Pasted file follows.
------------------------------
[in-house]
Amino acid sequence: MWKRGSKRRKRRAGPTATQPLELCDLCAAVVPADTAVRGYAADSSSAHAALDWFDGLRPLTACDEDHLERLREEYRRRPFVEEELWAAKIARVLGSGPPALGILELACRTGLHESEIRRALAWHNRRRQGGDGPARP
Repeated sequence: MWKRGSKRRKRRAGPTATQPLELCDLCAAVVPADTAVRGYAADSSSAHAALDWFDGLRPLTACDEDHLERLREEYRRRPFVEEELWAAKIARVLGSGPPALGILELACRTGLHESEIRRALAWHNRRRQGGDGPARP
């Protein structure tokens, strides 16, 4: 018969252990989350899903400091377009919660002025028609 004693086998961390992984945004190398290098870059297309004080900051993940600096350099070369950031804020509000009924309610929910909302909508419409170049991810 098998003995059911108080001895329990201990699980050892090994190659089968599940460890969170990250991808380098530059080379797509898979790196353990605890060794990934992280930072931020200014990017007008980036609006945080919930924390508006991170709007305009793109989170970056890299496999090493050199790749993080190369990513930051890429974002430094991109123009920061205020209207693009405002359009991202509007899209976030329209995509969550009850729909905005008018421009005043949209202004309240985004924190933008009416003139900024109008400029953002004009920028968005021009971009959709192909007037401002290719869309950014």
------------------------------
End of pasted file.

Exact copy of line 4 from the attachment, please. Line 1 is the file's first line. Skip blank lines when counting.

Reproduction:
């Protein structure tokens, strides 16, 4: 018969252990989350899903400091377009919660002025028609 004693086998961390992984945004190398290098870059297309004080900051993940600096350099070369950031804020509000009924309610929910909302909508419409170049991810 098998003995059911108080001895329990201990699980050892090994190659089968599940460890969170990250991808380098530059080379797509898979790196353990605890060794990934992280930072931020200014990017007008980036609006945080919930924390508006991170709007305009793109989170970056890299496999090493050199790749993080190369990513930051890429974002430094991109123009920061205020209207693009405002359009991202509007899209976030329209995509969550009850729909905005008018421009005043949209202004309240985004924190933008009416003139900024109008400029953002004009920028968005021009971009959709192909007037401002290719869309950014």